Much has been written on this blog about the value of SEO when it comes to taxonomies. As Stephanie mentions its’ a huge weapon in the battle against outdated legacy terminology and spur of the second marketing speak. Jeff’s posts on keyword research, taxonomy and SEO are indispensable primers on the topic. So what haven’t we talked about yet?
How about SEO as the enemy of navigation?
Is there such a problem as too much of a good thing? When it comes to taxonomy navigation best practices and SEO, you bet. Think about it this way: imagine you are meeting a friend for drinks after work and she tells you a story about something that happened to her during the day.
“I was in my office, and I had just poured myself a fresh cup of coffee. I was in my office and the phone rang but I was tempted to ignore it. I was in my office and picked up the phone and it was my husband calling, did I mention I was in my office? Anyways I was in my office and my husband told me to sit down because he had incredible news. I was in my office and I sat down. I was in my office and my husband told me that we had just won the lottery?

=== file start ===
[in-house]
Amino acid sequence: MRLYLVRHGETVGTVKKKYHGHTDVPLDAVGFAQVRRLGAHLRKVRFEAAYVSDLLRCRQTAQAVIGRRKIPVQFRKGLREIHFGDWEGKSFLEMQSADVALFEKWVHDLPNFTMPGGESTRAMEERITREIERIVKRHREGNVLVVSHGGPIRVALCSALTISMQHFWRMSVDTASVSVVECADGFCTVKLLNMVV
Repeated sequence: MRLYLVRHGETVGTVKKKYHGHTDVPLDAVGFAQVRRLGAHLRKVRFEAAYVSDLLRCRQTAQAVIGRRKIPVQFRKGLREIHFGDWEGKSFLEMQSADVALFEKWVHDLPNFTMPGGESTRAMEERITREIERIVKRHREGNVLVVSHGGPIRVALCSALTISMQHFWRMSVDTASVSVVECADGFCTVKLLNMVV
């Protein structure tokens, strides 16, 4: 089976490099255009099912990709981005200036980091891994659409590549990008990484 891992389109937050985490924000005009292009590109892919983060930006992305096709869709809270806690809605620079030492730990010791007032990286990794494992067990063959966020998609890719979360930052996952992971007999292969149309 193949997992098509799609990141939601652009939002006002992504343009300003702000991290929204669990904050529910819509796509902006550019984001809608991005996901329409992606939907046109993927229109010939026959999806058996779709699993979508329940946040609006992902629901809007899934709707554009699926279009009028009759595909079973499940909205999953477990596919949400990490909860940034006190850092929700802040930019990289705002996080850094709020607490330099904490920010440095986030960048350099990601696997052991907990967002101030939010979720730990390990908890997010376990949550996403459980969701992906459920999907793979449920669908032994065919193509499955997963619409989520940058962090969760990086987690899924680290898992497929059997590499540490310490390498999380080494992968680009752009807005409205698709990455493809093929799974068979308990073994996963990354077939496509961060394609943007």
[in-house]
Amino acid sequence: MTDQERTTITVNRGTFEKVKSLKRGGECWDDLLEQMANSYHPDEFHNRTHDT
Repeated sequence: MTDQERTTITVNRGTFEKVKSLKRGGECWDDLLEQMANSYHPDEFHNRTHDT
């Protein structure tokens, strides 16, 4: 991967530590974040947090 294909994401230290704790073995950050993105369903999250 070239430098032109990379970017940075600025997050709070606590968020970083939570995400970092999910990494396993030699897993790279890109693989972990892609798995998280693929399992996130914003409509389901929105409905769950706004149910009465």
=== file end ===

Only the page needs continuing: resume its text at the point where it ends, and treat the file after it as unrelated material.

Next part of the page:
Right, so... where were you again? In your office, ok we get it!
Now have a look at the following taxonomy navigation suggested to us on a project for SEO purposes:
I’m sure you get the idea. We don’t repeat ourselves needlessly in conversation because it detracts from our ability to communicate key points. There is too much noise around the valuable information items. The same happens when you let SEO concerns trump taxonomy navigation best practices. Users are forced to endure a nonsensical mess of redundant information to decide where they want go next.
They are so many legitimate techniques to use to drive web traffic to your site but spamming your navigation is not one of them.
A couple of best practices to keep in mind when incorporating SEO keywords into taxonomy navigation terms are:
1.If possible append SEO terms to the end of the key term not the beginning. When people scan labels the most important terms are at the beginning.
It may not look as elegant as simply leaving the term “TVs” out all together, but it is definitely a better compromise.
2.If the SEO terms are very short and easily scan-able you can get away with adding it to the beginning in some cases
In this example it is still easy to skip over the noise of the initial “PS3” and get to the key terms of the label.
Remember that while your taxonomy navigation should align as best as possible with the keywords you are targeting in page copy, its main function is to direct people to areas of the site they need to get to. The labels need to be clear sign posts, and not leave the user thinking